Claire Trevett continues our series on Parliament's new MPs, based on their maiden speeches.
Maori Party, Te Tai Tonga MP
Rahui Katene was blunt about her views of the Crown's treatment of Maori and the Treaty settlements, saying claims of strong race relations was a "national myth".
However, she said it remained her strong belief that the best way for Maori to achieve their goals was to work within the system to do so.
A lawyer who worked in Treaty settlements, Ms Katene said she had gone to various United Nations' conferences for the Maori Congress.
"The biggest eye-opener ... was how hard the Crown worked at maintaining the fiction that New Zealand was a harmonious community, that our race relations were the best in the world and that the Crown upheld the Treaty of Waitangi."
She described working in the predecessor to the Office of Treaty Settlements, as a "brutal initiation" into the Crown's handling of Maori, and while it would be easy to become "cynical and defeatist" "I still think it is vital that Maori keep working within the system to effect change."
The daughter of Maori activist John Hippolite, she said her family was "programmed to be political" and his influence on her was "profound".
She remembered his "pursuit of justice and determination to fight for the people" not only in his enlisting to fight in the Korean War, but later forgoing the front line for the protest lines during the Vietnam War.
He was also active protesting against apartheid in South Africa - when "rugby, the national icon, crashed headfirst into the national myth that New Zealand had the finest race relations in the world".
Her father "a strong union and Labour man" stood for selection in the Southern Maori seat in 1967 after the death of Sir Eruera Tirikatene. He lost to Sir Eruera's daughter, Whetu Tirikatene-Sullivan.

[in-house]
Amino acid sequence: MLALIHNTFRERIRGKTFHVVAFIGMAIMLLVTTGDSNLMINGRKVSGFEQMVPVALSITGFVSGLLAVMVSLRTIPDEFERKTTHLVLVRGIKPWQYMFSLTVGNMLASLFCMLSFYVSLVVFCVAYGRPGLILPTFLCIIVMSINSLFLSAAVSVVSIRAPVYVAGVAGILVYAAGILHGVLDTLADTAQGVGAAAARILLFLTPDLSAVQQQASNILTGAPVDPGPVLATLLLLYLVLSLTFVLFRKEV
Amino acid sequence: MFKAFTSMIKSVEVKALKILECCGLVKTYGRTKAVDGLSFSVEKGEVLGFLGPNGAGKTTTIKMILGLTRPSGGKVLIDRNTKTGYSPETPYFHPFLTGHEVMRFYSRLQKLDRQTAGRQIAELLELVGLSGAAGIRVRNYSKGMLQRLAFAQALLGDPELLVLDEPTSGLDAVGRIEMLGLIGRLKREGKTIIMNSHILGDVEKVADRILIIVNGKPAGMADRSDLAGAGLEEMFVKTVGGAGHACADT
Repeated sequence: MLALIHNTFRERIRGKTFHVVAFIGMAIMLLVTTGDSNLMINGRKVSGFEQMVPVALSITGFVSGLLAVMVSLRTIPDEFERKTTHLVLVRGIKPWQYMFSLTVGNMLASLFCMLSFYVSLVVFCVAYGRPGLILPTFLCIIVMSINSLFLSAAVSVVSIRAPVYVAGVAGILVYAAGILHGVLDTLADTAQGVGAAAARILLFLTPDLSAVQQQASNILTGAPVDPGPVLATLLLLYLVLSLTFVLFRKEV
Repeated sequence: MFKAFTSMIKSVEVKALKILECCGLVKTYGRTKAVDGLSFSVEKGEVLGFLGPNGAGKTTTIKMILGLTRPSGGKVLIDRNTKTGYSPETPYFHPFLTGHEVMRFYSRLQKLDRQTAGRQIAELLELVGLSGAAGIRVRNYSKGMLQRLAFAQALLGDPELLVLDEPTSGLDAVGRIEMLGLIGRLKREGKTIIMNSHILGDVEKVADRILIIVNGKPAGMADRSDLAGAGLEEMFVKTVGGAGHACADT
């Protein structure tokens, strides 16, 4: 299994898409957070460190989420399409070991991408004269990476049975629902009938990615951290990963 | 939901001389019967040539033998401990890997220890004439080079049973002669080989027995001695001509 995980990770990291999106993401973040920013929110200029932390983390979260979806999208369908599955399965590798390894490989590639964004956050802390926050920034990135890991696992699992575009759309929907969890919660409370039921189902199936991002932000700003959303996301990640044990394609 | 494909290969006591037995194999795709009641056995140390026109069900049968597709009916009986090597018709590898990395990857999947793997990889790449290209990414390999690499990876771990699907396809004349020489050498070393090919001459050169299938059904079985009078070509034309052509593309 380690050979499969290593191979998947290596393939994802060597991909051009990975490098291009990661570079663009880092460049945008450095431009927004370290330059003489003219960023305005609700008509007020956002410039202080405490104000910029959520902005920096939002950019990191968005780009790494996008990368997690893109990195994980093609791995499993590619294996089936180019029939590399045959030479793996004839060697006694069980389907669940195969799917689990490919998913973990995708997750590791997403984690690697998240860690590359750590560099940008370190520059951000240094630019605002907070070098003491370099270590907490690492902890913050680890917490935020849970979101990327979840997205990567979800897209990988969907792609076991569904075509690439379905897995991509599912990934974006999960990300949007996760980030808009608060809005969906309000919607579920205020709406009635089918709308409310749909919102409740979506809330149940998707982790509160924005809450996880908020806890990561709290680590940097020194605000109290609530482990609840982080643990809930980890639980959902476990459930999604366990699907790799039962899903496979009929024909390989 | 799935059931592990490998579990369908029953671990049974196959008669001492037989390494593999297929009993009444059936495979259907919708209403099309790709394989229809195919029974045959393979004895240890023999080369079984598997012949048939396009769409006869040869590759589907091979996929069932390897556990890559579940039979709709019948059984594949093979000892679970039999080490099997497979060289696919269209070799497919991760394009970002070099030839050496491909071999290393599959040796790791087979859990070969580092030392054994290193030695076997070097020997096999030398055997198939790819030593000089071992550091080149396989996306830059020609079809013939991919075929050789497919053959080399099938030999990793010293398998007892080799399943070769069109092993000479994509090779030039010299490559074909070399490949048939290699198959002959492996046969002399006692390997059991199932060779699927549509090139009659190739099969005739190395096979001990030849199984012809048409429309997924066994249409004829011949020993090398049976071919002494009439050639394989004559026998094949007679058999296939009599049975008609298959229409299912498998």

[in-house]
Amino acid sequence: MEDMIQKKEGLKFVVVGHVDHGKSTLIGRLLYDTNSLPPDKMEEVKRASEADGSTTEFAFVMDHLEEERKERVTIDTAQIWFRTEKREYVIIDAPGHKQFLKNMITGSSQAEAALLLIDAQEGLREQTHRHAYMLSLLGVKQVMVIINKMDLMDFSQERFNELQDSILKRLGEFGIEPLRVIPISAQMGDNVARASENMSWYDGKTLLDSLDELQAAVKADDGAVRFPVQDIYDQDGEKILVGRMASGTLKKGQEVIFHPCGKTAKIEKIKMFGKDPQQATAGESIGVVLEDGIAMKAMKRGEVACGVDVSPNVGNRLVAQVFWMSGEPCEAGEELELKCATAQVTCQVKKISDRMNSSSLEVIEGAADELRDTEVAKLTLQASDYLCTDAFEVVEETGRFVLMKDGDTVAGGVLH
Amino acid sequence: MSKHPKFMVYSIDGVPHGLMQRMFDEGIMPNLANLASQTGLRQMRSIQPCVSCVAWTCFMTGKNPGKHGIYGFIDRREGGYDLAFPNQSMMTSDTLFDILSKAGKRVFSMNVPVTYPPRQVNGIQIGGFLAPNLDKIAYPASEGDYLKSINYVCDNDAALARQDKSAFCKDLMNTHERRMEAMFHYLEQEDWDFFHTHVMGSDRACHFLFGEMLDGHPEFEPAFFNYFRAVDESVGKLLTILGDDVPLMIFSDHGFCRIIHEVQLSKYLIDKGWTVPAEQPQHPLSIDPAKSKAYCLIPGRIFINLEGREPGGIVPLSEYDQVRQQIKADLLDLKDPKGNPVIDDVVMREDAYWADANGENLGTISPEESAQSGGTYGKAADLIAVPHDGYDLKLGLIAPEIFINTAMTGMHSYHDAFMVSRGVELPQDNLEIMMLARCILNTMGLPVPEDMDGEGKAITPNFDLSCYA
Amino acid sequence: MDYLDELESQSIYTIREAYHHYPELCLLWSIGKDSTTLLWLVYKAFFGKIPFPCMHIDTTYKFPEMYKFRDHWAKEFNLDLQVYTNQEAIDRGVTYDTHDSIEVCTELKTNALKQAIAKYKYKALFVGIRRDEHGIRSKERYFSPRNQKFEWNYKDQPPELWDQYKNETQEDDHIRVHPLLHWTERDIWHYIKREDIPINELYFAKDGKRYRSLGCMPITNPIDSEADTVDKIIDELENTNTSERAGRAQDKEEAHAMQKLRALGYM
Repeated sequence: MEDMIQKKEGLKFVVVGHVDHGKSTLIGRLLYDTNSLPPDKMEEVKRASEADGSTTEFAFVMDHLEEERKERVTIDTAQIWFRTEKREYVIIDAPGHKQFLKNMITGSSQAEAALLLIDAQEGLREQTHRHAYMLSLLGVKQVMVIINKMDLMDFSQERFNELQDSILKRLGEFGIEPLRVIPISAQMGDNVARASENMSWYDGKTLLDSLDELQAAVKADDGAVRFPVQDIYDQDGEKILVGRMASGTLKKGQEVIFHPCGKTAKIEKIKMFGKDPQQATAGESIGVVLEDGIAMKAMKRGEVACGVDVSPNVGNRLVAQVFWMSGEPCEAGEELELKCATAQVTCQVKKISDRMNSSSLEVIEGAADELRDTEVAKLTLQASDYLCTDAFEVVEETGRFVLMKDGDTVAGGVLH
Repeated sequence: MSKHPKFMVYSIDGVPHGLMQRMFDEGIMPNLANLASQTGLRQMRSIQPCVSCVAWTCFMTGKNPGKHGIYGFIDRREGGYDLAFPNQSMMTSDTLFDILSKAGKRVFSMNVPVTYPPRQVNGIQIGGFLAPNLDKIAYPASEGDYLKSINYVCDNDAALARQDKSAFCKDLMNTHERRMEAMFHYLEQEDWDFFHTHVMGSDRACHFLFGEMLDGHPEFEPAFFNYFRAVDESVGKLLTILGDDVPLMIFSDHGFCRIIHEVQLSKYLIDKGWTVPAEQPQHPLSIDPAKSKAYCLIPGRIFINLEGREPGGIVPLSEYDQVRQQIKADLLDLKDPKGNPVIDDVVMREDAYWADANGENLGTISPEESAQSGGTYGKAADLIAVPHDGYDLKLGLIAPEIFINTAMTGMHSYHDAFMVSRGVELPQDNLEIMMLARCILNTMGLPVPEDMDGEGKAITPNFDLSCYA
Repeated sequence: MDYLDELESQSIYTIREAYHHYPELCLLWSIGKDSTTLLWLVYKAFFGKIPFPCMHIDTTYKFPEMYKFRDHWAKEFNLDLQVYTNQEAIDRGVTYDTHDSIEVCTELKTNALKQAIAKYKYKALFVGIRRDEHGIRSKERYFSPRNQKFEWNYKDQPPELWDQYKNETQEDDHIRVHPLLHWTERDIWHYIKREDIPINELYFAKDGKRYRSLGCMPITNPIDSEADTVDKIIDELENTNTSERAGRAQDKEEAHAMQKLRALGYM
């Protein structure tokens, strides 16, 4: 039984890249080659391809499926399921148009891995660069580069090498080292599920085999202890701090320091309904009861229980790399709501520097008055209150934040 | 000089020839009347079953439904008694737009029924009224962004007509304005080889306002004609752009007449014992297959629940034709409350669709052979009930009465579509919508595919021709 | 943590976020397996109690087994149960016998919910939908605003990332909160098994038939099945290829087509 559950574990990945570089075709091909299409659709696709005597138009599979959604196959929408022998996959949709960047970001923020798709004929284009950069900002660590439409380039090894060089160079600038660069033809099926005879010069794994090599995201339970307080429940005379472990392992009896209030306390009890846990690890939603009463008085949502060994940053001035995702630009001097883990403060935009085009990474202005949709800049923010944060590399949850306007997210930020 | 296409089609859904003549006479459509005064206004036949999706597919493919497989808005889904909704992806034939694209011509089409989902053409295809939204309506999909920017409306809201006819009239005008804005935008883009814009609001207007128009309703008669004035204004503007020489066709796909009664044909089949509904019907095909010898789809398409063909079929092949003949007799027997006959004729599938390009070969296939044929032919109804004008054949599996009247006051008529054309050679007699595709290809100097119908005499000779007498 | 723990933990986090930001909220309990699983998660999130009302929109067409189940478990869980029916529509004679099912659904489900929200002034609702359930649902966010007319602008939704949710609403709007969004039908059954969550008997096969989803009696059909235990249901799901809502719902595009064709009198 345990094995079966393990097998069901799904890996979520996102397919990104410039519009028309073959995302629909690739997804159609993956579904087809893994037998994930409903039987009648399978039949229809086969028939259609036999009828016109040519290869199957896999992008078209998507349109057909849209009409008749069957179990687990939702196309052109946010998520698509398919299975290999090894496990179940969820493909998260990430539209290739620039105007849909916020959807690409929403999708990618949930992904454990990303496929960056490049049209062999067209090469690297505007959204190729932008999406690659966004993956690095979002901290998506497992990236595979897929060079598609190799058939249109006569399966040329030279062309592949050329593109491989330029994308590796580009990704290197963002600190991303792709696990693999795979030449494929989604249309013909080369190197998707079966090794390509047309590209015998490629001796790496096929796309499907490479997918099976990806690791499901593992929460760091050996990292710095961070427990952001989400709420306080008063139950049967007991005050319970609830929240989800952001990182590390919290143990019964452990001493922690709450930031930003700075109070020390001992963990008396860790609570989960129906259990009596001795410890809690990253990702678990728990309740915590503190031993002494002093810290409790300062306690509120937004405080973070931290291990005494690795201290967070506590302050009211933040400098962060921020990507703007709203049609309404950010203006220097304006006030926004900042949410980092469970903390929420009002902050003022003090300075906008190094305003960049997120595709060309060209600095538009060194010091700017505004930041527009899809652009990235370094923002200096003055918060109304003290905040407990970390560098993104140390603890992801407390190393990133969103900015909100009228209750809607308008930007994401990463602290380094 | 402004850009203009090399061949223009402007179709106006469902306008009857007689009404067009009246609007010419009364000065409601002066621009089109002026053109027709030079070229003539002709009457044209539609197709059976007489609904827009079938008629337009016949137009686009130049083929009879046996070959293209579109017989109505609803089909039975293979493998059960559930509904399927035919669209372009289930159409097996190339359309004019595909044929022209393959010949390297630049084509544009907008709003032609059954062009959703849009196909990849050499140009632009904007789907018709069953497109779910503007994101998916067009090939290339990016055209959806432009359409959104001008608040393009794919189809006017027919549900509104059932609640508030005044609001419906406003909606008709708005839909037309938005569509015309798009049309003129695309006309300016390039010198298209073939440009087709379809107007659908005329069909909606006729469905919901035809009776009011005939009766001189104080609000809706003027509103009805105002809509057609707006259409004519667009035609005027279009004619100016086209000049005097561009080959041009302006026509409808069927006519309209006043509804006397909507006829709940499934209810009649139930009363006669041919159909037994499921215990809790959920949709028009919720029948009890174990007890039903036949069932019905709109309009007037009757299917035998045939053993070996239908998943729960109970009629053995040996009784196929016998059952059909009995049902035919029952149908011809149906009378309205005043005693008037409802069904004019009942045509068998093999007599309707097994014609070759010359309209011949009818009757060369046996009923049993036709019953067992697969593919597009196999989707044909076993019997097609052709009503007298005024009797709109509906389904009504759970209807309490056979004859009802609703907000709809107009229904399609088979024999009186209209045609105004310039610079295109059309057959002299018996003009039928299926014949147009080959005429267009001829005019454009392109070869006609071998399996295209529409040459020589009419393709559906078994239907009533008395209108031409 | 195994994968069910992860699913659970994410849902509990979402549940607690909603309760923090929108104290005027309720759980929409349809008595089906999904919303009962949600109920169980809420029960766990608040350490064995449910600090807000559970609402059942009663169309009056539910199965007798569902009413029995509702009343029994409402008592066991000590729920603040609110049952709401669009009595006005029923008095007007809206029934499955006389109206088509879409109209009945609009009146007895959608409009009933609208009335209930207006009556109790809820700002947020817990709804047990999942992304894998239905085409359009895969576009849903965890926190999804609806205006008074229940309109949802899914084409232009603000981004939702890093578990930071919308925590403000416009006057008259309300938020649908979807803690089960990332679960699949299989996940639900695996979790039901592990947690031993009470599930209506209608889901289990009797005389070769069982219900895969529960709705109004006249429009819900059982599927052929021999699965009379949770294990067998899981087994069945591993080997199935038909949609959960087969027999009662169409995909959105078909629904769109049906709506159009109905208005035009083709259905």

"Today, 41 years later, the daughter of John Hippolite completes the circle."
She also spoke about her personal background, saying she had never intended to go to university. She did so to set an example for her five children.
After a year, she moved from Waikato University to Victoria to pick up law because of her experiences working with Women's Refuge.
A Christian, she said her first days of serving others began at the age of 12 when she played the piano and organ at the Church of Jesus Christ of the Latter Day Saints.
Of late, she had served through the law in Treaty law and a Maori community law centre. Now she had come to Parliament to "serve my people".
"I cannot be a bystander to life. I choose to immerse myself in the mechanics of law and now the machinery of government in order to ensure the powerful and powerless are reconciled."
Ms Katene added to the Maori Party's clutch of the Maori seats by winning the Te Tai Tonga electorate from Labour's Mahara Okeroa by 1049 votes.
Her iwi affiliations are Ngati Koata, Ngati Kuia, Ngati Toa, and Ngai Tahu.
She is a member of the finance and expenditure, regulations review, local government and environment, and emissions trading scheme review select committees.